Tax return deadline looming

14 Dec 2021

R&D Tax Credits

It’s that time of year again when the self-assessment tax return filing deadline is looming large. Returns need to be filed by the 31 January deadline to avoid a late filing penalty. Many will also need to pay a balancing payment in respect of their 2020/21 liability and a payment on account of their liability for the current 2021/22 tax year by the same date.

Late tax payments will attract interest. Martyn Dobinson, partner, and a member of the firm’s Land and Rural Practice Group, says:

“For many it is not just a case of having the numbers prepared and the return submitted, but also having funds available to meet the payments due.”

HMRC will accept certain ‘reasonable excuses’ for the late submission of an annual tax return or late payment, these being:

  • Your partner or another close relative died shortly before the tax return or payment deadline.
  • You had an unexpected stay in hospital that prevented you from dealing with your tax affairs.
  • You had a serious or life-threatening illness.
  • Your computer or software failed just before or while you were preparing your online return.
  • There were issues with HMRC online services.
  • A fire, flood or theft prevented completing your tax return.
  • There were postal delays that could not have been predicted.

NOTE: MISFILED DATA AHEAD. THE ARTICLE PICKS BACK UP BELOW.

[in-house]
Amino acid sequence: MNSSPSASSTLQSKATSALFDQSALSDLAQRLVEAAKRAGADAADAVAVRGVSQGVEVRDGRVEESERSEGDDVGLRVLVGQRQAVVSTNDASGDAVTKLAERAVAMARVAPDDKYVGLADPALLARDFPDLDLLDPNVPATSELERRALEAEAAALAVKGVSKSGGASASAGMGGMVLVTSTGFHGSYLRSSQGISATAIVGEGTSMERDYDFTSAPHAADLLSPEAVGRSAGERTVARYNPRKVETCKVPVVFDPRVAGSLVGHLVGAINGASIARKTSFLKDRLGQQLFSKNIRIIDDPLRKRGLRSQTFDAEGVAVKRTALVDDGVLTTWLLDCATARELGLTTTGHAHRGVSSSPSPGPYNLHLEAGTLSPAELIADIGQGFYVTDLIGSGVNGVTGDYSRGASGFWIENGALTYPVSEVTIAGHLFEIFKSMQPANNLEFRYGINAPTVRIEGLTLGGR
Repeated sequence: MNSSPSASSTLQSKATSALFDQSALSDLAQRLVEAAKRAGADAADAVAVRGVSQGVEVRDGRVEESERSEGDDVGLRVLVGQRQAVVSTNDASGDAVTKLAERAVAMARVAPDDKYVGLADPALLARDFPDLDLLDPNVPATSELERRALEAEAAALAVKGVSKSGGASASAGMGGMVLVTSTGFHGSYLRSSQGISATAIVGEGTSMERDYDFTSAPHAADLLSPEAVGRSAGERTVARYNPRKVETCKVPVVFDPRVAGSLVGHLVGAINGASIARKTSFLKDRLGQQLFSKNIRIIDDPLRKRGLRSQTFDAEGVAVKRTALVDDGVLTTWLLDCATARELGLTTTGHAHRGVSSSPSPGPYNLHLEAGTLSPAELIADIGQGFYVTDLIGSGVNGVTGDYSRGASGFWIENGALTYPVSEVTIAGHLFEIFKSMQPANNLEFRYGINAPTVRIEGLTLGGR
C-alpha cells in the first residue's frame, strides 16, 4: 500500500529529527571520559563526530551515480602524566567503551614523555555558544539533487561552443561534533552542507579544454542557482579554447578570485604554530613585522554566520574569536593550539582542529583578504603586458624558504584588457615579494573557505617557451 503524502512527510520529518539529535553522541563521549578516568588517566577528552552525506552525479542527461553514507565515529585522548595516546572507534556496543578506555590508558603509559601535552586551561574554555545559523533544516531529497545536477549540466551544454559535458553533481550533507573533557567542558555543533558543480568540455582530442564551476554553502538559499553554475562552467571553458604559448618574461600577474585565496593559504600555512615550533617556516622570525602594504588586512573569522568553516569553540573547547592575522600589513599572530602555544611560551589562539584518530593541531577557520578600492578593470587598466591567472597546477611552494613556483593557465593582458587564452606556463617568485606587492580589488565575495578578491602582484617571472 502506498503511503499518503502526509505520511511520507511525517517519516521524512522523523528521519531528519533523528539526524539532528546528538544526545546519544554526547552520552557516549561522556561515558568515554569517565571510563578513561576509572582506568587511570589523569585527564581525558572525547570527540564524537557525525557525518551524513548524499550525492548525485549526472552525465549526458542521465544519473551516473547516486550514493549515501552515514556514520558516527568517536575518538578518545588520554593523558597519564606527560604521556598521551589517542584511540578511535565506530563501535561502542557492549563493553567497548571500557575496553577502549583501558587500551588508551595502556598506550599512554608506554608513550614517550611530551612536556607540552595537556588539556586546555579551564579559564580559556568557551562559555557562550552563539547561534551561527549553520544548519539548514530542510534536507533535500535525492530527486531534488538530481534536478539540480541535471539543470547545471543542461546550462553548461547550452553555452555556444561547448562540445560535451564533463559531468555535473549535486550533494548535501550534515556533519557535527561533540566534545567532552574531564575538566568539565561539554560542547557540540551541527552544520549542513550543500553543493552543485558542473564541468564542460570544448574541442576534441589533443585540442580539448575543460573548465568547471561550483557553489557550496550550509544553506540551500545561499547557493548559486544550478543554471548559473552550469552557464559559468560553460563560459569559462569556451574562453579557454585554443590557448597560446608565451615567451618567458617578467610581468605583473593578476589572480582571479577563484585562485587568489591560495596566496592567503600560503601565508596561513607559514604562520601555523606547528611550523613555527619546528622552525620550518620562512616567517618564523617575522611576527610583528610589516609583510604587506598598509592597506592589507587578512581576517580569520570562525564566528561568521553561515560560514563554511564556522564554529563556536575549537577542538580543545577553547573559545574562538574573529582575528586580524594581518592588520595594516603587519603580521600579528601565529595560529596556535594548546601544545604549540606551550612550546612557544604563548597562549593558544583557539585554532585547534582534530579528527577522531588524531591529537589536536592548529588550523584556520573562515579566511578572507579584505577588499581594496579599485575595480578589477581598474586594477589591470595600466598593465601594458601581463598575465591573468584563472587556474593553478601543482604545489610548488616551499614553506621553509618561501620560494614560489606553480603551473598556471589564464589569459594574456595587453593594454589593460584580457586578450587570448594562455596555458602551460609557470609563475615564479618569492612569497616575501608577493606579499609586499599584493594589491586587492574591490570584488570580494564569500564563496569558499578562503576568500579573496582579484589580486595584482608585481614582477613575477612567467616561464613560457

• There were delays due to a disability you have.

HMRC says that a return or payment must be sent as soon as possible after the circumstances leading to the missed deadline are resolved.

Where tax obligations are missed due to Covid-19, HMRC may accept that as a reasonable excuse, but the taxpayer must explain how they were affected by Covid-19 in their appeal and how that led to the deadline being missed. The return or payment must still be made as soon as possible.

HMRC will not accept the following excuses as reasonable:

  • Reliance on someone else to send your return who did not.
  • A cheque bouncing or payment failing because you did not have enough funds available to cover the payment.
  • Finding the HMRC online system too difficult to use.
  • Having not received a reminder from HMRC.
  • Making a mistake on your tax return.

Martyn adds:

“Given that returns will need to be made and tax paid anyway, it’s much easier to meet the end-of-January tax filing and payment obligations if at all possible, rather than to have to dispute penalties and interest with HMRC. Any delays should only be in exceptional circumstances. Dealing with disputed penalty and interest notices can be time consuming and stressful and detract from getting on with your business. If in any doubt your professional advisor will be able to give you the best advice and support if issues should arise.”